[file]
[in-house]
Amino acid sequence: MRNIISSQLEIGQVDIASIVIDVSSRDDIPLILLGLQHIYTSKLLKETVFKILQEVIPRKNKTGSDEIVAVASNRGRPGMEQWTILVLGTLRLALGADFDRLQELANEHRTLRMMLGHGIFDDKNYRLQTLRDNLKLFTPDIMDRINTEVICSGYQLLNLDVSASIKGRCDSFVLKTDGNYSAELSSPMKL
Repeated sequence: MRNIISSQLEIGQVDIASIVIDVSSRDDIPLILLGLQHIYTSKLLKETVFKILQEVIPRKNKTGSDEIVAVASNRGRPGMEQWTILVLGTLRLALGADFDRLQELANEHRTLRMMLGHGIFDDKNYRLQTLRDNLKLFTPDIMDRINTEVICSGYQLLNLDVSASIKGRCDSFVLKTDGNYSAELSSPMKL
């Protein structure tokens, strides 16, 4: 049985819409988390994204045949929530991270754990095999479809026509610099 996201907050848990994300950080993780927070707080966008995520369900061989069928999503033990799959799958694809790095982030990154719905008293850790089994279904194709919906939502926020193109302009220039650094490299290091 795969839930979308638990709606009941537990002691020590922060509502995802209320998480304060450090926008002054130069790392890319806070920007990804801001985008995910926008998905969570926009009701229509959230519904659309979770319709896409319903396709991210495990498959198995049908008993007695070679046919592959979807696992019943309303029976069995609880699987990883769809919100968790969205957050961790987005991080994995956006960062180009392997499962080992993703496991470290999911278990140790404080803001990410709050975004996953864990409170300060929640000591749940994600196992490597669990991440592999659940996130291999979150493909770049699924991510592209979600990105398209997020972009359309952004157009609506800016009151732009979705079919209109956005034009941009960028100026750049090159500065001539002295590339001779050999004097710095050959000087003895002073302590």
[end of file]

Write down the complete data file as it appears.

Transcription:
[in-house]
Amino acid sequence: MRNIISSQLEIGQVDIASIVIDVSSRDDIPLILLGLQHIYTSKLLKETVFKILQEVIPRKNKTGSDEIVAVASNRGRPGMEQWTILVLGTLRLALGADFDRLQELANEHRTLRMMLGHGIFDDKNYRLQTLRDNLKLFTPDIMDRINTEVICSGYQLLNLDVSASIKGRCDSFVLKTDGNYSAELSSPMKL
Repeated sequence: MRNIISSQLEIGQVDIASIVIDVSSRDDIPLILLGLQHIYTSKLLKETVFKILQEVIPRKNKTGSDEIVAVASNRGRPGMEQWTILVLGTLRLALGADFDRLQELANEHRTLRMMLGHGIFDDKNYRLQTLRDNLKLFTPDIMDRINTEVICSGYQLLNLDVSASIKGRCDSFVLKTDGNYSAELSSPMKL
């Protein structure tokens, strides 16, 4: 049985819409988390994204045949929530991270754990095999479809026509610099 996201907050848990994300950080993780927070707080966008995520369900061989069928999503033990799959799958694809790095982030990154719905008293850790089994279904194709919906939502926020193109302009220039650094490299290091 795969839930979308638990709606009941537990002691020590922060509502995802209320998480304060450090926008002054130069790392890319806070920007990804801001985008995910926008998905969570926009009701229509959230519904659309979770319709896409319903396709991210495990498959198995049908008993007695070679046919592959979807696992019943309303029976069995609880699987990883769809919100968790969205957050961790987005991080994995956006960062180009392997499962080992993703496991470290999911278990140790404080803001990410709050975004996953864990409170300060929640000591749940994600196992490597669990991440592999659940996130291999979150493909770049699924991510592209979600990105398209997020972009359309952004157009609506800016009151732009979705079919209109956005034009941009960028100026750049090159500065001539002295590339001779050999004097710095050959000087003895002073302590």